MLJFlux
An interface to the Flux deep learning models for the MLJ machine learning framework.
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MLJFlux makes it possible to apply the machine learning metaalgorithms provided by MLJ  such as outofsample performance evaluation, hyperparameter optimization, and iteration control  to some classes of supervised deep learning models. It does this by providing an interface to the Flux framework.
The guiding vision of this package is to make evaluating and optimizing basic Flux models more convenient to users already familiar with the MLJ workflow. This goal will likely place restrictions of the class of Flux models that can used, at least in the medium term. For example, online learning, reenforcement learning, and adversarial networks are currently out of scope.
Currently MLJFlux is also limited to training models in the case that all training data fits into memory.
Basic idea
Each MLJFlux model has a builder hyperparameter, an object encoding instructions for creating a neural network given the data that the model eventually sees (e.g., the number of classes in a classification problem). While each MLJ model has a simple default builder, users will generally need to define their own builders to get good results, and this will require familiarity with the Flux API for defining a neural network chain.
In the future MLJFlux may provide a larger assortment of canned builders. Pull requests introducing new ones are most welcome.
Installation
using Pkg
Pkg.activate("my_environment", shared=true)
Pkg.add("MLJ")
Pkg.add("MLJFlux")
Pkg.add("RDatasets") # for the demo below
Pkg.add("Plots")
Example
Following is an introductory example using a default builder and no standardization of input features (notebook/script).
For an example implementing early stopping and snapshots, using MLJ's
IteratedModel
wrapper,
see the MNIST dataset
example.
Loading some data and instantiating a model
using MLJ
import RDatasets
iris = RDatasets.dataset("datasets", "iris");
y, X = unpack(iris, ==(:Species), colname > true, rng=123);
NeuralNetworkClassifier = @load NeuralNetworkClassifier
julia> clf = NeuralNetworkClassifier()
NeuralNetworkClassifier(
builder = Short(
n_hidden = 0,
dropout = 0.5,
σ = NNlib.σ),
finaliser = NNlib.softmax,
optimiser = ADAM(0.001, (0.9, 0.999), IdDict{Any,Any}()),
loss = Flux.crossentropy,
epochs = 10,
batch_size = 1,
lambda = 0.0,
alpha = 0.0,
optimiser_changes_trigger_retraining = false) @ 1…60
Incremental training
import Random.seed!; seed!(123)
mach = machine(clf, X, y)
fit!(mach)
julia> training_loss = cross_entropy(predict(mach, X), y) > mean
0.9064070459118777
# Increasing learning rate and adding iterations:
clf.optimiser.eta = clf.optimiser.eta * 2
clf.epochs = clf.epochs + 5
julia> fit!(mach, verbosity=2)
[ Info: Updating Machine{NeuralNetworkClassifier{Short,…},…} @804.
[ Info: Loss is 0.8686
[ Info: Loss is 0.8228
[ Info: Loss is 0.7706
[ Info: Loss is 0.7565
[ Info: Loss is 0.7347
Machine{NeuralNetworkClassifier{Short,…},…} @804 trained 2 times; caches data
args:
1: Source @985 ⏎ `Table{AbstractVector{Continuous}}`
2: Source @367 ⏎ `AbstractVector{Multiclass{3}}`
julia> training_loss = cross_entropy(predict(mach, X), y) > mean
0.7347092796453824
Accessing the Flux chain (model)
julia> fitted_params(mach).chain
Chain(Chain(Dense(4, 3, σ), Flux.Dropout{Float64}(0.5, false), Dense(3, 3)), softmax)
Evolution of outofsample performance
r = range(clf, :epochs, lower=1, upper=200, scale=:log10)
curve = learning_curve(clf, X, y,
range=r,
resampling=Holdout(fraction_train=0.7),
measure=cross_entropy)
using Plots
plot(curve.parameter_values,
curve.measurements,
xlab=curve.parameter_name,
xscale=curve.parameter_scale,
ylab = "Cross Entropy")
Models
In MLJ a model is a mutable struct storing hyperparameters for some learning algorithm indicated by the model name, and that's all. In particular, an MLJ model does not store learned parameters.
Warning: In Flux the term "model" has another meaning. However, as all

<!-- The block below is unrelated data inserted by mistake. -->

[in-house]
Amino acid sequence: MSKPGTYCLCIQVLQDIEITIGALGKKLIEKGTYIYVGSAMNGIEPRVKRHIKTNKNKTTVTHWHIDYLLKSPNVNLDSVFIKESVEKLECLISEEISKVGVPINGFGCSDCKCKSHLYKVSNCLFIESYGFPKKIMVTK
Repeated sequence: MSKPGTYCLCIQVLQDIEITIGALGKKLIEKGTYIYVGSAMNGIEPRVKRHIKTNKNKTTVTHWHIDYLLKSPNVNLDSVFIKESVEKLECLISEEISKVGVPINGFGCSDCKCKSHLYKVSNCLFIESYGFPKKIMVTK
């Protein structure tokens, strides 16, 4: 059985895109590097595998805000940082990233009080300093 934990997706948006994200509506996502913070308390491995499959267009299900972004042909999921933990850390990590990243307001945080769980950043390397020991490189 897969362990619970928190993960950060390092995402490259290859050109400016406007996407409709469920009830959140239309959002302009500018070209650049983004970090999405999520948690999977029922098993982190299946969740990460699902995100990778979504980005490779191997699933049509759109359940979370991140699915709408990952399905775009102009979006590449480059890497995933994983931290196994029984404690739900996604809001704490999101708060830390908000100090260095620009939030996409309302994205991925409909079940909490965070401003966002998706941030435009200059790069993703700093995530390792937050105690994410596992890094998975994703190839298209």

Flux "models" used in MLJFLux are Flux.Chain
objects, we call them
chains, and restrict use of "model" to models in the MLJ sense.
MLJFlux provides four model types, for use with input features X
and
targets y
of the scientific
type
indicated in the table below. The parameters n_in
, n_out
and n_channels
refer to information passed to the builder, as described under
Defining a new builder below.
model type  prediction type  scitype(X) <: _ 
scitype(y) <: _ 

NeuralNetworkRegressor 
Deterministic 
Table(Continuous) with n_in columns 
AbstractVector{<:Continuous) (n_out = 1 ) 
MultitargetNeuralNetworkRegressor 
Deterministic 
Table(Continuous) with n_in columns 
<: Table(Continuous) with n_out columns 
NeuralNetworkClassifier 
Probabilistic 
<:Table(Continuous) with n_in columns 
AbstractVector{<:Finite} with n_out classes 
ImageClassifier 
Probabilistic 
AbstractVector(<:Image{W,H}) with n_in = (W, H) 
AbstractVector{<:Finite} with n_out classes 
Table 1. Input and output types for MLJFlux models
Nontabular input
Any AbstractMatrix{<:AbstractFloat}
object Xmat
can be forced to
have scitype Table(Continuous)
by replacing it with X = MLJ.table(Xmat)
. Furthermore, this wrapping, and subsequent
unwrapping under the hood, will compile to a noop. At present this
includes support for sparse matrix data, but the implementation has
not been optimized for sparse data at this time and so should be used
with caution.
Instructions for coercing common image formats into some
AbstractVector{<:Image}
are
here.
Warm restart
MLJ machines cache state enabling the "warm restart" of model
training, as demonstrated in the example above. In the case of MLJFlux
models, fit!(mach)
will use a warm restart if:

only
model.epochs
has changed since the last call; or 
only
model.epochs
ormodel.optimiser
have changed since the last call andmodel.optimiser_changes_trigger_retraining == false
(the default) (the "state" part of the optimiser is ignored in this comparison). This allows one to dynamically modify learning rates, for example.
Here model=mach.model
is the associated MLJ model.
The warm restart feature makes it possible to apply early stopping criteria, as defined in EarlyStopping.jl. For an example, see /examples/mnist/. (Eventually, this will be handled by an MLJ model wrapper for controlling arbitrary iterative models.)
Training on a GPU
When instantiating a model for training on a GPU, specify
acceleration=CUDALibs()
, as in
using MLJ
ImageClassifier = @load ImageClassifier
model = ImageClassifier(epochs=10, acceleration=CUDALibs())
mach = machine(model, X, y) > fit!
In this example, the data X, y
is copied onto the GPU under the hood
on the call to fit!
and cached for use in any warm restart (see
above). The Flux chain used in training is always copied back to the
CPU at then conclusion of fit!
, and made available as
fitted_params(mach)
.
Random number generators and reproducibility
Every MLJFlux model includes an rng
hyperparameter that is passed
to builders for the purposes of weight initialization. This can be
any AbstractRNG
or the seed (integer) for a MersenneTwister
that
will be reset on every cold restart of model (machine) training.